Thanks to modern technology (iphone) a picture is worth a thousand words in diagnosing a condition. This young woman had been exercising outside by the Golden Gate Bridge in San Francisco (temp a chilly 49º F) and when she finished her hand looked like this. It felt numb and began stinging when she ran hot water on it.
What is seen is classic Raynaud's disease. It is a condition that causes some ares of the body like the fingers, toes, tips of nose and ears to have limited blood circulation in response to cold temperatures. It affects women more than men and the skin can turn blue or white or purple in blotchy areas. It is common to feel swelling and stinging as the circulation improves (such as immersing in hot water). An attack can last several minutes to hours.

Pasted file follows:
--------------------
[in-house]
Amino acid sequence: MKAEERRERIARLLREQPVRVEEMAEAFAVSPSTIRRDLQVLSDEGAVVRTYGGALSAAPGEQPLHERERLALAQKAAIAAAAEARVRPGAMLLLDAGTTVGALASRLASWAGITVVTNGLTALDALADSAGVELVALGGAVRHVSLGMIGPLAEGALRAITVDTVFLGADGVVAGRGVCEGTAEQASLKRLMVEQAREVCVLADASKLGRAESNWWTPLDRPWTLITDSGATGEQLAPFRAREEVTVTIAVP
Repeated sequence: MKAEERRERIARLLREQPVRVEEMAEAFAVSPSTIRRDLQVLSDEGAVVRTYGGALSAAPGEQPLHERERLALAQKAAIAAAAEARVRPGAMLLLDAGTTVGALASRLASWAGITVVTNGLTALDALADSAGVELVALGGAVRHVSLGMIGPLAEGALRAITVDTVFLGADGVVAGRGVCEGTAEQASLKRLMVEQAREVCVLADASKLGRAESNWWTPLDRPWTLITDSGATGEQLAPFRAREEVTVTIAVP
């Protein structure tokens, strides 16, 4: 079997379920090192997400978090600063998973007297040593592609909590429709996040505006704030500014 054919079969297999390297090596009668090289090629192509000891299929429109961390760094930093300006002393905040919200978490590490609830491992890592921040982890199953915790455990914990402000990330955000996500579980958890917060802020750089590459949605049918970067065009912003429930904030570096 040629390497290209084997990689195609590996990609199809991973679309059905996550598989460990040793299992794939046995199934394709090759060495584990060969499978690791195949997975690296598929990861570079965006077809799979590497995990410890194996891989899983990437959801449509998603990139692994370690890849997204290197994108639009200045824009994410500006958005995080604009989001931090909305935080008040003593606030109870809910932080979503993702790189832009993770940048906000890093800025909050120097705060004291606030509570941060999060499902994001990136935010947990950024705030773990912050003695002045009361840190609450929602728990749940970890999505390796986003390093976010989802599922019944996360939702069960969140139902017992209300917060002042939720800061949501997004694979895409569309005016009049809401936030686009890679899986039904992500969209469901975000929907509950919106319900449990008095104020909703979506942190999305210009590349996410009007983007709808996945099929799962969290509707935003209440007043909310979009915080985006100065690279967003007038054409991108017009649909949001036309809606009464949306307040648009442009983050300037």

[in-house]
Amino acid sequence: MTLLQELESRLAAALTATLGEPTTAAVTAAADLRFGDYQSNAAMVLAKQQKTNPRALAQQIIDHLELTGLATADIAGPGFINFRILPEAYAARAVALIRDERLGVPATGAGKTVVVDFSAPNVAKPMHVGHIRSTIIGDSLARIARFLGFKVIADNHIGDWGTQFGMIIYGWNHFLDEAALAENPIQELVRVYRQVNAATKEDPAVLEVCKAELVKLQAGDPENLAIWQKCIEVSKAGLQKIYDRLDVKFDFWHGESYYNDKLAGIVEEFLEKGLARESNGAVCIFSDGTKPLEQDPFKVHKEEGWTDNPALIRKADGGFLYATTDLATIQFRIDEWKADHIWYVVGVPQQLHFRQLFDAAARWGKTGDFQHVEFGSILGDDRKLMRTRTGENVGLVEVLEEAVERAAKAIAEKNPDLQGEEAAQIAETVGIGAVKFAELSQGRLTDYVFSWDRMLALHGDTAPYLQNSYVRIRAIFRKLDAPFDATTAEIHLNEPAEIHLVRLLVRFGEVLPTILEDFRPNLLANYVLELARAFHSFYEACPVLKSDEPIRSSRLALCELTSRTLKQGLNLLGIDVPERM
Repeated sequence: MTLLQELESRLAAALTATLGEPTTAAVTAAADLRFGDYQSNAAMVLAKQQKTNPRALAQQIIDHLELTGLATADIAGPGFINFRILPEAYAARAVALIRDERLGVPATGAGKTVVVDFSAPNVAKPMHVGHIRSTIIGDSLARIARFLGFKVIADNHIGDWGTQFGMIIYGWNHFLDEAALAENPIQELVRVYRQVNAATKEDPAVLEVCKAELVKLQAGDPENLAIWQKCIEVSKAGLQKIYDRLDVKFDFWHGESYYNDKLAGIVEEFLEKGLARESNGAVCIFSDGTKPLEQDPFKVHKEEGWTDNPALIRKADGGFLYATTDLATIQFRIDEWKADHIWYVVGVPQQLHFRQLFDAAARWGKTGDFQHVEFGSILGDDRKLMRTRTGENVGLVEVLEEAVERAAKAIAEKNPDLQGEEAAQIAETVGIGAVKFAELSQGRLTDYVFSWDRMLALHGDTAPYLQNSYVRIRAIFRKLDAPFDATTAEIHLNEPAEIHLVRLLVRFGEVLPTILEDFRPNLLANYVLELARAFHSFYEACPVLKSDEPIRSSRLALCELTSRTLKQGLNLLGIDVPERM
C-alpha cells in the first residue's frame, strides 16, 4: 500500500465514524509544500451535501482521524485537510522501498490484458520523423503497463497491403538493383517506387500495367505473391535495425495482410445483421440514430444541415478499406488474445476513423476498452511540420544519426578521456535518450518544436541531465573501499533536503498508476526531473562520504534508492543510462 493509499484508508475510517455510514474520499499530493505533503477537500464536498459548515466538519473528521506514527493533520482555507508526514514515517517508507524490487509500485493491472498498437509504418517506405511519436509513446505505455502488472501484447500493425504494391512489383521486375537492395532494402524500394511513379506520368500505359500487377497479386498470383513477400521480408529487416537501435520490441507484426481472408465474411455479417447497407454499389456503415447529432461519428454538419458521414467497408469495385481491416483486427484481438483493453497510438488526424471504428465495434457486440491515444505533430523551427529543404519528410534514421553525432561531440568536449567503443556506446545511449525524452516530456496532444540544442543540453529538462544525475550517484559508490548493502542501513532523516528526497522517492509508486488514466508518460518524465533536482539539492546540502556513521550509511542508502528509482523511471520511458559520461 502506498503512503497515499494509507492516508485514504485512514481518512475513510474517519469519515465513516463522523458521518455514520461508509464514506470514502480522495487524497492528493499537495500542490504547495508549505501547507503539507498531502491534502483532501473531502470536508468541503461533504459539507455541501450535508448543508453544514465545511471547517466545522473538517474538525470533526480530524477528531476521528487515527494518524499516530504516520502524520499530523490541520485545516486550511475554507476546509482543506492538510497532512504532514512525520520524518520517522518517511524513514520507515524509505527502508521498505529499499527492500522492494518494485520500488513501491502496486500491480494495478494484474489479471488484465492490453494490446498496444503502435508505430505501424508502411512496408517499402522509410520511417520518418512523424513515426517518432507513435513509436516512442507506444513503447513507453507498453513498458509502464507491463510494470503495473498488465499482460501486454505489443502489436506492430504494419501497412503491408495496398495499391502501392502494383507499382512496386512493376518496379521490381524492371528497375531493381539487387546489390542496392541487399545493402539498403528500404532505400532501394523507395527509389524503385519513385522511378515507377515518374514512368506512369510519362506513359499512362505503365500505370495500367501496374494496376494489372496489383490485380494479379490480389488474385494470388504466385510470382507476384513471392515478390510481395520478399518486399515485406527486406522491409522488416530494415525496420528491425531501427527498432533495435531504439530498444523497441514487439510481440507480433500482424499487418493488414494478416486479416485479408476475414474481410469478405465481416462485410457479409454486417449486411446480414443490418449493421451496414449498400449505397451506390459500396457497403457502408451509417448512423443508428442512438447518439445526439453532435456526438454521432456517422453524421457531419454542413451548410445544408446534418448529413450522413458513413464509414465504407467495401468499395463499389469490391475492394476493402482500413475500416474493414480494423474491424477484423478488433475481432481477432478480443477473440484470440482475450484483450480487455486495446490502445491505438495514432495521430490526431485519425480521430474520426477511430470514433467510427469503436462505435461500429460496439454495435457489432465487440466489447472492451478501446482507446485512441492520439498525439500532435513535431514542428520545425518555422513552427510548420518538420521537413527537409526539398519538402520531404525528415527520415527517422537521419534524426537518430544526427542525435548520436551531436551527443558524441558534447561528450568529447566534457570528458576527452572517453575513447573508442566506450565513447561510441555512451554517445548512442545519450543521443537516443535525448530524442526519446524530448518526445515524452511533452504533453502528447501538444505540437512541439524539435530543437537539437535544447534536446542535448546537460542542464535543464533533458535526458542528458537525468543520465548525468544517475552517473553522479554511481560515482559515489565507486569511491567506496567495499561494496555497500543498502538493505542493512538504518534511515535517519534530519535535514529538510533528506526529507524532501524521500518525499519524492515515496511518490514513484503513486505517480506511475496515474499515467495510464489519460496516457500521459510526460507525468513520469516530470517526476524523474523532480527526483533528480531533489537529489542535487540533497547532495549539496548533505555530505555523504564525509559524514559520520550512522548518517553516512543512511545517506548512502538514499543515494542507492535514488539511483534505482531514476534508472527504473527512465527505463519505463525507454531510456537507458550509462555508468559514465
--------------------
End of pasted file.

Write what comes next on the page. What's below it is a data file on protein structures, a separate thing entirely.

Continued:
With Raynauds, there is a vasospasm of the small blood vessels that go to the digits. This limits blood supply which causes the skin to turn pale. Cold temperatures are most likely to trigger an attack but emotional stress can also cause it. We think it is an inherited disorder.
Most of the time, Raynaud's does not require treatment. Patients learn to avoid sudden cold (like refrigerators) and to wear gloves when it is cold outside. If the attacks are frequent or severe, medications that dilate the blood vessels can be prescribed. These are medications like nifedipine, amlodipine and felodipine.
The iphone saved her from a visit to the emergency department (where it is likely the vasoconstriction would have already resolved) or the office.
This is a form of "telemedicine".
(Photo used with permission and gratitude)